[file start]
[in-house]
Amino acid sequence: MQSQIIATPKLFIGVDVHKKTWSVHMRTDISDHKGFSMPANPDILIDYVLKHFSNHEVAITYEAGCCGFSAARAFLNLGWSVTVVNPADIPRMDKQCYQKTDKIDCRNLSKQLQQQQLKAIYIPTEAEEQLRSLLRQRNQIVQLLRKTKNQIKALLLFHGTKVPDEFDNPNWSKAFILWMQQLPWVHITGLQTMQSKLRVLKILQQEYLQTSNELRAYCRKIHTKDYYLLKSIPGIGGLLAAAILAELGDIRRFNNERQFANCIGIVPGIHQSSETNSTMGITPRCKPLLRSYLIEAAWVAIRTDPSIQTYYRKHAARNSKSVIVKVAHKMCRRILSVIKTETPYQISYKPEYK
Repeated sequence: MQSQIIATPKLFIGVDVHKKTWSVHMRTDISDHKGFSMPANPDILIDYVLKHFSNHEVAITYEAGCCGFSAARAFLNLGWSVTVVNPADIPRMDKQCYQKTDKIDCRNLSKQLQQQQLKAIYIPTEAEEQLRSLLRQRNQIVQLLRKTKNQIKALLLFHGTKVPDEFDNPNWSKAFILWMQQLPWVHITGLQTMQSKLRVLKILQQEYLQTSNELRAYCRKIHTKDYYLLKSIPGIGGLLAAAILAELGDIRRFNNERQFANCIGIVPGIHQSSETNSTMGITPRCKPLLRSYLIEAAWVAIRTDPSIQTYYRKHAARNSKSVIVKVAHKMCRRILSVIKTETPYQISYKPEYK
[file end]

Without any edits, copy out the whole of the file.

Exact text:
[in-house]
Amino acid sequence: MQSQIIATPKLFIGVDVHKKTWSVHMRTDISDHKGFSMPANPDILIDYVLKHFSNHEVAITYEAGCCGFSAARAFLNLGWSVTVVNPADIPRMDKQCYQKTDKIDCRNLSKQLQQQQLKAIYIPTEAEEQLRSLLRQRNQIVQLLRKTKNQIKALLLFHGTKVPDEFDNPNWSKAFILWMQQLPWVHITGLQTMQSKLRVLKILQQEYLQTSNELRAYCRKIHTKDYYLLKSIPGIGGLLAAAILAELGDIRRFNNERQFANCIGIVPGIHQSSETNSTMGITPRCKPLLRSYLIEAAWVAIRTDPSIQTYYRKHAARNSKSVIVKVAHKMCRRILSVIKTETPYQISYKPEYK
Repeated sequence: MQSQIIATPKLFIGVDVHKKTWSVHMRTDISDHKGFSMPANPDILIDYVLKHFSNHEVAITYEAGCCGFSAARAFLNLGWSVTVVNPADIPRMDKQCYQKTDKIDCRNLSKQLQQQQLKAIYIPTEAEEQLRSLLRQRNQIVQLLRKTKNQIKALLLFHGTKVPDEFDNPNWSKAFILWMQQLPWVHITGLQTMQSKLRVLKILQQEYLQTSNELRAYCRKIHTKDYYLLKSIPGIGGLLAAAILAELGDIRRFNNERQFANCIGIVPGIHQSSETNSTMGITPRCKPLLRSYLIEAAWVAIRTDPSIQTYYRKHAARNSKSVIVKVAHKMCRRILSVIKTETPYQISYKPEYK